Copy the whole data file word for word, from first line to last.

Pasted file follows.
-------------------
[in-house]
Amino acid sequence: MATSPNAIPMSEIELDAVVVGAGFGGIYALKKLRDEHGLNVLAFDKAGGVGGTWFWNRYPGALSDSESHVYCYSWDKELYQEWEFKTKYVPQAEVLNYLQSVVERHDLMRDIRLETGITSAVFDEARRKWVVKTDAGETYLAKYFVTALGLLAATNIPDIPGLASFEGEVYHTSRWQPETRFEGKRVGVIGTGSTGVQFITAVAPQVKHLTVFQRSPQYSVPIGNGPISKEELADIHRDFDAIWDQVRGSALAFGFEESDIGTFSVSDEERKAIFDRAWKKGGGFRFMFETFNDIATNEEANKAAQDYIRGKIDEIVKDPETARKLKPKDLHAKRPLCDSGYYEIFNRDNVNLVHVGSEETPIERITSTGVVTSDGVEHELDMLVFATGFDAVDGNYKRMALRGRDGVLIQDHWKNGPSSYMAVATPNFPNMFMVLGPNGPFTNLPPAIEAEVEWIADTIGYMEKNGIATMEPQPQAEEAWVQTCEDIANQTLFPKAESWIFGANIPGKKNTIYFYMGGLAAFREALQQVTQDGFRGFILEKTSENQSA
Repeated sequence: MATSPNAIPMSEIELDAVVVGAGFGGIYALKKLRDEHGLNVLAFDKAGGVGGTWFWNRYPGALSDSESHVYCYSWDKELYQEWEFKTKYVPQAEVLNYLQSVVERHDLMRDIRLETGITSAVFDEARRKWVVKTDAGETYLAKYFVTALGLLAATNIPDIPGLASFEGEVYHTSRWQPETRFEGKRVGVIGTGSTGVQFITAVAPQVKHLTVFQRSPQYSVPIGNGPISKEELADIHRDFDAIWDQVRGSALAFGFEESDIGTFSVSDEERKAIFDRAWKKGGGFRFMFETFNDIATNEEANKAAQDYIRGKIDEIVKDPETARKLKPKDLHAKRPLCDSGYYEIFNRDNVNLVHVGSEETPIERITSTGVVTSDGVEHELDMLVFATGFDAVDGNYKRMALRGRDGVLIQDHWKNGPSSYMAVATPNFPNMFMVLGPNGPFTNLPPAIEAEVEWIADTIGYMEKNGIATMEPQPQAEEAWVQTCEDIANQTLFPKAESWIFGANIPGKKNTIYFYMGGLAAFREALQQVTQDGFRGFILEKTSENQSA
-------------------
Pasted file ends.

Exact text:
[in-house]
Amino acid sequence: MATSPNAIPMSEIELDAVVVGAGFGGIYALKKLRDEHGLNVLAFDKAGGVGGTWFWNRYPGALSDSESHVYCYSWDKELYQEWEFKTKYVPQAEVLNYLQSVVERHDLMRDIRLETGITSAVFDEARRKWVVKTDAGETYLAKYFVTALGLLAATNIPDIPGLASFEGEVYHTSRWQPETRFEGKRVGVIGTGSTGVQFITAVAPQVKHLTVFQRSPQYSVPIGNGPISKEELADIHRDFDAIWDQVRGSALAFGFEESDIGTFSVSDEERKAIFDRAWKKGGGFRFMFETFNDIATNEEANKAAQDYIRGKIDEIVKDPETARKLKPKDLHAKRPLCDSGYYEIFNRDNVNLVHVGSEETPIERITSTGVVTSDGVEHELDMLVFATGFDAVDGNYKRMALRGRDGVLIQDHWKNGPSSYMAVATPNFPNMFMVLGPNGPFTNLPPAIEAEVEWIADTIGYMEKNGIATMEPQPQAEEAWVQTCEDIANQTLFPKAESWIFGANIPGKKNTIYFYMGGLAAFREALQQVTQDGFRGFILEKTSENQSA
Repeated sequence: MATSPNAIPMSEIELDAVVVGAGFGGIYALKKLRDEHGLNVLAFDKAGGVGGTWFWNRYPGALSDSESHVYCYSWDKELYQEWEFKTKYVPQAEVLNYLQSVVERHDLMRDIRLETGITSAVFDEARRKWVVKTDAGETYLAKYFVTALGLLAATNIPDIPGLASFEGEVYHTSRWQPETRFEGKRVGVIGTGSTGVQFITAVAPQVKHLTVFQRSPQYSVPIGNGPISKEELADIHRDFDAIWDQVRGSALAFGFEESDIGTFSVSDEERKAIFDRAWKKGGGFRFMFETFNDIATNEEANKAAQDYIRGKIDEIVKDPETARKLKPKDLHAKRPLCDSGYYEIFNRDNVNLVHVGSEETPIERITSTGVVTSDGVEHELDMLVFATGFDAVDGNYKRMALRGRDGVLIQDHWKNGPSSYMAVATPNFPNMFMVLGPNGPFTNLPPAIEAEVEWIADTIGYMEKNGIATMEPQPQAEEAWVQTCEDIANQTLFPKAESWIFGANIPGKKNTIYFYMGGLAAFREALQQVTQDGFRGFILEKTSENQSA